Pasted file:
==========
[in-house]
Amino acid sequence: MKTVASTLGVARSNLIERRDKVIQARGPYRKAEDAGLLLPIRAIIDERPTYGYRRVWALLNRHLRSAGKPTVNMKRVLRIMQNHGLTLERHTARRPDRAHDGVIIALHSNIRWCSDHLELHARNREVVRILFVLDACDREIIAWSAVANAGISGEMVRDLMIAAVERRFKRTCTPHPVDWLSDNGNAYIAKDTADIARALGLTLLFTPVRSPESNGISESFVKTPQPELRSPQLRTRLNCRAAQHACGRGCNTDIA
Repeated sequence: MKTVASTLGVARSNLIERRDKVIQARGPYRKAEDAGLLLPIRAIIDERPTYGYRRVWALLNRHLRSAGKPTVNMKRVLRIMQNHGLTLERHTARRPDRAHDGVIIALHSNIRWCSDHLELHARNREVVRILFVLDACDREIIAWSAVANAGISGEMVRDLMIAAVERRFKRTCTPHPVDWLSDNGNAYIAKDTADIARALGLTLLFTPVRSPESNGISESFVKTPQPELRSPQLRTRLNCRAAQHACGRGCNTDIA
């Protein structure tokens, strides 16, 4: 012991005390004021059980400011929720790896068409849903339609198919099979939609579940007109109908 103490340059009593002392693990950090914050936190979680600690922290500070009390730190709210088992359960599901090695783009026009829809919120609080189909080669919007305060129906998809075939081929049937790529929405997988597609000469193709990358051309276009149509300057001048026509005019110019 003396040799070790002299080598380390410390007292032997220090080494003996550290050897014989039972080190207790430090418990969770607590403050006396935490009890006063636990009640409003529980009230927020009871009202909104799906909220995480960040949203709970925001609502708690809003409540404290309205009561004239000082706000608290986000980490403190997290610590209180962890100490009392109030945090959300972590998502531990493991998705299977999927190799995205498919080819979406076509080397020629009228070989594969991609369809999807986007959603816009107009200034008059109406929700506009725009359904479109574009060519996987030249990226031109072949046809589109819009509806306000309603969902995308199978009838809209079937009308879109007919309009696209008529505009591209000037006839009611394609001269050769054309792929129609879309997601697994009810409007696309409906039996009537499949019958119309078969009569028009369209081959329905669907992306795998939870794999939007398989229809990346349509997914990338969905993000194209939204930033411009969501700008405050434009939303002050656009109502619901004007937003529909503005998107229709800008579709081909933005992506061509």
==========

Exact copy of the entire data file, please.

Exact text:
[in-house]
Amino acid sequence: MKTVASTLGVARSNLIERRDKVIQARGPYRKAEDAGLLLPIRAIIDERPTYGYRRVWALLNRHLRSAGKPTVNMKRVLRIMQNHGLTLERHTARRPDRAHDGVIIALHSNIRWCSDHLELHARNREVVRILFVLDACDREIIAWSAVANAGISGEMVRDLMIAAVERRFKRTCTPHPVDWLSDNGNAYIAKDTADIARALGLTLLFTPVRSPESNGISESFVKTPQPELRSPQLRTRLNCRAAQHACGRGCNTDIA
Repeated sequence: MKTVASTLGVARSNLIERRDKVIQARGPYRKAEDAGLLLPIRAIIDERPTYGYRRVWALLNRHLRSAGKPTVNMKRVLRIMQNHGLTLERHTARRPDRAHDGVIIALHSNIRWCSDHLELHARNREVVRILFVLDACDREIIAWSAVANAGISGEMVRDLMIAAVERRFKRTCTPHPVDWLSDNGNAYIAKDTADIARALGLTLLFTPVRSPESNGISESFVKTPQPELRSPQLRTRLNCRAAQHACGRGCNTDIA
């Protein structure tokens, strides 16, 4: 012991005390004021059980400011929720790896068409849903339609198919099979939609579940007109109908 103490340059009593002392693990950090914050936190979680600690922290500070009390730190709210088992359960599901090695783009026009829809919120609080189909080669919007305060129906998809075939081929049937790529929405997988597609000469193709990358051309276009149509300057001048026509005019110019 003396040799070790002299080598380390410390007292032997220090080494003996550290050897014989039972080190207790430090418990969770607590403050006396935490009890006063636990009640409003529980009230927020009871009202909104799906909220995480960040949203709970925001609502708690809003409540404290309205009561004239000082706000608290986000980490403190997290610590209180962890100490009392109030945090959300972590998502531990493991998705299977999927190799995205498919080819979406076509080397020629009228070989594969991609369809999807986007959603816009107009200034008059109406929700506009725009359904479109574009060519996987030249990226031109072949046809589109819009509806306000309603969902995308199978009838809209079937009308879109007919309009696209008529505009591209000037006839009611394609001269050769054309792929129609879309997601697994009810409007696309409906039996009537499949019958119309078969009569028009369209081959329905669907992306795998939870794999939007398989229809990346349509997914990338969905993000194209939204930033411009969501700008405050434009939303002050656009109502619901004007937003529909503005998107229709800008579709081909933005992506061509």